After the passing earlier this year of Gale Halderman, the principal designer of the original Mustang, fans have been wanting to know more about the man who had played such a key role in one of Ford Motor Company’s most iconic products. Lucky for enthusiasts that there’s the hardcover book, “Mustang By Design: Gale Halderman and the Creation of Ford’s Iconic Pony Car,” that offers an inside look at Halderman and the special car that he helped create.
Co-authors Jimmy Dinsmore and James Halderman (Gale’s cousin) had interviewed Gale extensively for the heart of this book, as well as logged countless discussions with many of us in the Mustang hobby who had come to know Gale so well over the past 10 years. For well-versed Mustang fans, Gale Halderman is best-known for his contribution to the design of the prototype that was eventually chosen as the production 1965 Mustang. Under the direction of his then-boss Joe Oros, Halderman went home after a long day at the Ford Design studio and sketched out the now-classic shape of the original Mustang on his kitchen table. That sketch was chosen as the design direction for the all-new Mustang sporty car dreamed up by product planner Hal Sperlich and pushed into production by his Ford Division chief, Lee Iacocca.
Halderman was then tasked to skillfully guide Mustang through the feasibility process, from a clay-model dream to a manufactured reality. After spearheading the 2+2 Fastback, he received the Industrial Design Society’s Design Award for his work on the 1965 Mustang, and served as styling chief for the Mustang for eight more years. Mustang design advances under his leadership are said to include the ’67 SportsRoof and the ’71 Notchback and full Fastback designs. The rest, as they say, is history – even as his contributions to Ford went well beyond Mustang.
Let’s face it – the Mustang is a legendary car, so it’s to be expected that people who had touched it along the way will take credit for things – even things that didn’t happen and things that they didn’t do. The problem is, sorting out Mustang fact from Mustang fiction can be difficult, as not everything you’ll see in books is supported by Ford people who have actually worked on the program. And that’s where this book differs from all the rest – Gale Halderman was there from the beginning. He not only played a major role in making the Mustang a success, he was on the inside when many of the critical decisions were made about the car. So this book is not only a story of Gale’s life – it’s a firsthand account of how the car came to be. And it came from someone who was actually there – so it’s right from the horse’s mouth, if you’ll pardon the pun.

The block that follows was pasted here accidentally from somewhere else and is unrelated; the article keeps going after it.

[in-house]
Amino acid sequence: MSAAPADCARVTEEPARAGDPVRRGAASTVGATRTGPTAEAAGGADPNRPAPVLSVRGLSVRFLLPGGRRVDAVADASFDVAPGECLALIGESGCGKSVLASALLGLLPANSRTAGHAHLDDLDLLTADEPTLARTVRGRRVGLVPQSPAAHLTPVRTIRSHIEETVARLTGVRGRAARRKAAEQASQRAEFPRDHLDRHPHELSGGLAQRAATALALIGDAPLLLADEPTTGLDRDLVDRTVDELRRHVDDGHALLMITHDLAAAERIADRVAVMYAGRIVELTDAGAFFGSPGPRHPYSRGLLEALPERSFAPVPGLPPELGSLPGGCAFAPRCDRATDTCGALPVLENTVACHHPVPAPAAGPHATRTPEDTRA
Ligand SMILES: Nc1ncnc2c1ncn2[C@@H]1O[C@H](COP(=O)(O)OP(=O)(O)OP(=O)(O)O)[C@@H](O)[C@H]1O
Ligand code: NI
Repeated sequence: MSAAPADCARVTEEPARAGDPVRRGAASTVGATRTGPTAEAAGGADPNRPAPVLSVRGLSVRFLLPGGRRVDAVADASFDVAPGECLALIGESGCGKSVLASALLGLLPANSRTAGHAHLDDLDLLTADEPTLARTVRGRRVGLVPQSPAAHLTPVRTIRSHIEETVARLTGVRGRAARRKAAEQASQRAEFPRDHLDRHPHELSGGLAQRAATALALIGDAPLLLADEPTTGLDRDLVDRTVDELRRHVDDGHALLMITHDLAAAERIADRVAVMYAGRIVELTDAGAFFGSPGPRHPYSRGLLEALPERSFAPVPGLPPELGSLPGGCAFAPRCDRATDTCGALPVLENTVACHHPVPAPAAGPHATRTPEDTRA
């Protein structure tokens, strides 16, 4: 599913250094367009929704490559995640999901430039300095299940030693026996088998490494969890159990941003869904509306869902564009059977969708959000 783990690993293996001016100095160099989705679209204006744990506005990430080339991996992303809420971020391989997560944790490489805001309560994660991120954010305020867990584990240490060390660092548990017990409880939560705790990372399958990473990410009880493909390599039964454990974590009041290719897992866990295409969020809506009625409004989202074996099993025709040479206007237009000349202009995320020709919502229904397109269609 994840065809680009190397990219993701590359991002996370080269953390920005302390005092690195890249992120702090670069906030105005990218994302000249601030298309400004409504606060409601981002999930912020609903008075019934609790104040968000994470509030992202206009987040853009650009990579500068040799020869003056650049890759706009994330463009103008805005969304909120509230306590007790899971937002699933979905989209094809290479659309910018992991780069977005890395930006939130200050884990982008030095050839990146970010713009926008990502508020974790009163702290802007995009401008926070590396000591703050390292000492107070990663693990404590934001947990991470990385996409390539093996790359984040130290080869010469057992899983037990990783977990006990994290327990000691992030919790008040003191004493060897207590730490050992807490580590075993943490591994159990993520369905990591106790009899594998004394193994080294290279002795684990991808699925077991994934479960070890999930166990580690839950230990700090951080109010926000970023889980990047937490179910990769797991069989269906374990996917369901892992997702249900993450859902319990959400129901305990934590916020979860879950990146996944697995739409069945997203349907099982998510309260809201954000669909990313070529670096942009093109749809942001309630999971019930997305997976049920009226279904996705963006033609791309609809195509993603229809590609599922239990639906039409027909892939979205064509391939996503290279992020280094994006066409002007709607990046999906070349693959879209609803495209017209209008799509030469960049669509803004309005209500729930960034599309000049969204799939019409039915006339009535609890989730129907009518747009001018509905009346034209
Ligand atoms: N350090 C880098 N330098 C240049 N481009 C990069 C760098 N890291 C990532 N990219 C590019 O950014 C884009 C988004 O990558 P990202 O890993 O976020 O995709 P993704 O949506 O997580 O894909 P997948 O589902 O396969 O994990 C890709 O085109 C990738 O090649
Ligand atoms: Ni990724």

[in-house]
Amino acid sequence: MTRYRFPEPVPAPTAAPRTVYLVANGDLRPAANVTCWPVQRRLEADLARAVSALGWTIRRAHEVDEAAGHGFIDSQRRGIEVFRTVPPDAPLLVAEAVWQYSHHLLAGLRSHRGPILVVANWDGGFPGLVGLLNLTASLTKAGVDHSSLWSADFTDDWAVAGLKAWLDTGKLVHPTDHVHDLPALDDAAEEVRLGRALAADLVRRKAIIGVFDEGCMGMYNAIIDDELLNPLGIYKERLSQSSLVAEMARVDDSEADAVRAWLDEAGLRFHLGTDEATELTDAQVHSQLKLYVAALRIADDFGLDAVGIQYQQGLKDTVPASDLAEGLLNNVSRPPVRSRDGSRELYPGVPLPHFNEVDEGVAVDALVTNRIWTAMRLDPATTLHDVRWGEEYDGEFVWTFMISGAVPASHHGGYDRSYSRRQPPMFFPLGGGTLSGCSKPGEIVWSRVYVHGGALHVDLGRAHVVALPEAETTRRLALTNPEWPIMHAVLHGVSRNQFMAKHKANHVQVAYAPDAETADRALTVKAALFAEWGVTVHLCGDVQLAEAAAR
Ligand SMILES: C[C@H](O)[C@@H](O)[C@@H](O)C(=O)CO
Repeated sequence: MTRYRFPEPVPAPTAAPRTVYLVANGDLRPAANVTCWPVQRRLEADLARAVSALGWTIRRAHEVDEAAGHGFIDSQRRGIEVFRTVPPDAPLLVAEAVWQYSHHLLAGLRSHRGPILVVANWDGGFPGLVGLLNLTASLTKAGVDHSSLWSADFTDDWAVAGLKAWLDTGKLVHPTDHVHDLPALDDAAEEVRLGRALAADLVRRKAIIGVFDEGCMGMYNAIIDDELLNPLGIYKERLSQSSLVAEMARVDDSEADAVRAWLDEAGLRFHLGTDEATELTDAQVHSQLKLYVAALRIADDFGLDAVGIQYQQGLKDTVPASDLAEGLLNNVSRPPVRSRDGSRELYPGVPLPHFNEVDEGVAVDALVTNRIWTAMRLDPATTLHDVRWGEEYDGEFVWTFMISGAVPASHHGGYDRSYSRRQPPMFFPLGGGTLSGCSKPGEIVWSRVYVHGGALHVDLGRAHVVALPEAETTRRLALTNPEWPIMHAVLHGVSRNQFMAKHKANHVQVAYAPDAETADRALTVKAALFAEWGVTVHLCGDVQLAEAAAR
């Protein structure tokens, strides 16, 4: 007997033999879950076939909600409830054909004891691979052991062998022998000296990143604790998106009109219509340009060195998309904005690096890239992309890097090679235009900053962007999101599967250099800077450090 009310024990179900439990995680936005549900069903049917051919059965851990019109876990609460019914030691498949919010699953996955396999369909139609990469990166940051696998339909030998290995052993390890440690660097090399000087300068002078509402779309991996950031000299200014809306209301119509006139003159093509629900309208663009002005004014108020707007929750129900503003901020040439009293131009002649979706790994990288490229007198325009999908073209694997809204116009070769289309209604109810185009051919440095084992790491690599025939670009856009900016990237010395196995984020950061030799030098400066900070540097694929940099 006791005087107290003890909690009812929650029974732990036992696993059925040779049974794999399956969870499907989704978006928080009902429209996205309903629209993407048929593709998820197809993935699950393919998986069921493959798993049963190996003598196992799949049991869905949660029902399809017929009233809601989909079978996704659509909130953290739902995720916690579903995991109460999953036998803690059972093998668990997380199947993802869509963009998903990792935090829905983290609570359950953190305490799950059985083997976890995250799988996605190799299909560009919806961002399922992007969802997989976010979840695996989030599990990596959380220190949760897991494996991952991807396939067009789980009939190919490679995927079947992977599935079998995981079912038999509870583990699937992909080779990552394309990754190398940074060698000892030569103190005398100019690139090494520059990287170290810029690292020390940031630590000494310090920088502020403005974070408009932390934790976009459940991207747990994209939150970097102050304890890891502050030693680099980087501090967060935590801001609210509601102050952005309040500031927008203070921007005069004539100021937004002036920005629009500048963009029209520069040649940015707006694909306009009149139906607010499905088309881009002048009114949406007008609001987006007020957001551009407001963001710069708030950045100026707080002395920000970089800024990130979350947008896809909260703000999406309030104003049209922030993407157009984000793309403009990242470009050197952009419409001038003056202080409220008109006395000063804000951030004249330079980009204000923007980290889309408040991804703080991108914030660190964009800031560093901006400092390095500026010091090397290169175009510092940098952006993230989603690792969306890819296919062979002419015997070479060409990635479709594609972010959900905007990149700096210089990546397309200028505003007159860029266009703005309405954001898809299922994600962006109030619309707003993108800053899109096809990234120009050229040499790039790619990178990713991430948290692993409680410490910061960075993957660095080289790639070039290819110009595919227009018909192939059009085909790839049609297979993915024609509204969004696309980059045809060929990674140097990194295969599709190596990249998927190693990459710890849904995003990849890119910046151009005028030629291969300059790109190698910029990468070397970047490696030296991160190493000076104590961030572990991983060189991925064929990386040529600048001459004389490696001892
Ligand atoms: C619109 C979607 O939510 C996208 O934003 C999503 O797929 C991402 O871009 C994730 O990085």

The promo for the book, which was published in the fall of 2018, does a great job of explaining what you should expect once you start reading, so yes, the publisher, Car Tech, does a nice job of setting the stage for the reader:
“Without question, the 1964-1/2 Mustang is one of the most important and influential cars in automotive history. When Ford launched the Mustang, it created an automotive revolution. Award-winning designer and stylist Gale Halderman was at the epicenter of the action at Ford, and, in fact, his initial design sketch formed the basis of the new Mustang. He reveals his involvement in the project as well as telling the entire story of the design and development of the Mustang.
“Authors and Mustang enthusiasts James Dinsmore and James Halderman go beyond the front doors at Ford into the design center, testing grounds, and Ford facilities to get the real, unvarnished story. Gale Halderman offers a unique behind-the-scenes perspective and firsthand account of the inception, design, development, and production of the original Mustang. With stinging losses from the Edsel fresh in minds at Ford, the Mustang project was an uphill battle from day one. Lee Iacocca and his assembled team had a herculean task to convince Henry Ford II to take a risk on a new concept of automobile, but with the help of Hal Sperlich s detailed market research, the project received the green light. Henry Ford II made it clear that jobs were on the line, including Iacocca s, if it failed.